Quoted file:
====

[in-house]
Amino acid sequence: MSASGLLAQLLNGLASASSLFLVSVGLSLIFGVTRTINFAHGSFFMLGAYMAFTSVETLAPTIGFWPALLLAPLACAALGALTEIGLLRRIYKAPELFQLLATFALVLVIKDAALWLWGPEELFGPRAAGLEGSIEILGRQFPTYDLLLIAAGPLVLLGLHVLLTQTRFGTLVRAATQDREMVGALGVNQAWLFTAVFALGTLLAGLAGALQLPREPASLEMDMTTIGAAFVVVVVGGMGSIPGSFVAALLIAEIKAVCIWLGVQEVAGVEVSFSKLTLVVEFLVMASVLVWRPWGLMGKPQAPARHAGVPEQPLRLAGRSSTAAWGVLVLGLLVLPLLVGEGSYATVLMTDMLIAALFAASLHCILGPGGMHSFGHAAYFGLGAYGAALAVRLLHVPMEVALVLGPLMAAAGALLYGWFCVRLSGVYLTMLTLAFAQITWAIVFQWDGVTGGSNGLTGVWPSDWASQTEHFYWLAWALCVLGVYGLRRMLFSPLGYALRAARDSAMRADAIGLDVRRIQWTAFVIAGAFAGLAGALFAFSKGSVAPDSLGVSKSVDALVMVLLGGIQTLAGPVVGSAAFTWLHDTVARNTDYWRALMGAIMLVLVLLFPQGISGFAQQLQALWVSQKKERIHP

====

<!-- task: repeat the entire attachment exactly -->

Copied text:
[in-house]
Amino acid sequence: MSASGLLAQLLNGLASASSLFLVSVGLSLIFGVTRTINFAHGSFFMLGAYMAFTSVETLAPTIGFWPALLLAPLACAALGALTEIGLLRRIYKAPELFQLLATFALVLVIKDAALWLWGPEELFGPRAAGLEGSIEILGRQFPTYDLLLIAAGPLVLLGLHVLLTQTRFGTLVRAATQDREMVGALGVNQAWLFTAVFALGTLLAGLAGALQLPREPASLEMDMTTIGAAFVVVVVGGMGSIPGSFVAALLIAEIKAVCIWLGVQEVAGVEVSFSKLTLVVEFLVMASVLVWRPWGLMGKPQAPARHAGVPEQPLRLAGRSSTAAWGVLVLGLLVLPLLVGEGSYATVLMTDMLIAALFAASLHCILGPGGMHSFGHAAYFGLGAYGAALAVRLLHVPMEVALVLGPLMAAAGALLYGWFCVRLSGVYLTMLTLAFAQITWAIVFQWDGVTGGSNGLTGVWPSDWASQTEHFYWLAWALCVLGVYGLRRMLFSPLGYALRAARDSAMRADAIGLDVRRIQWTAFVIAGAFAGLAGALFAFSKGSVAPDSLGVSKSVDALVMVLLGGIQTLAGPVVGSAAFTWLHDTVARNTDYWRALMGAIMLVLVLLFPQGISGFAQQLQALWVSQKKERIHP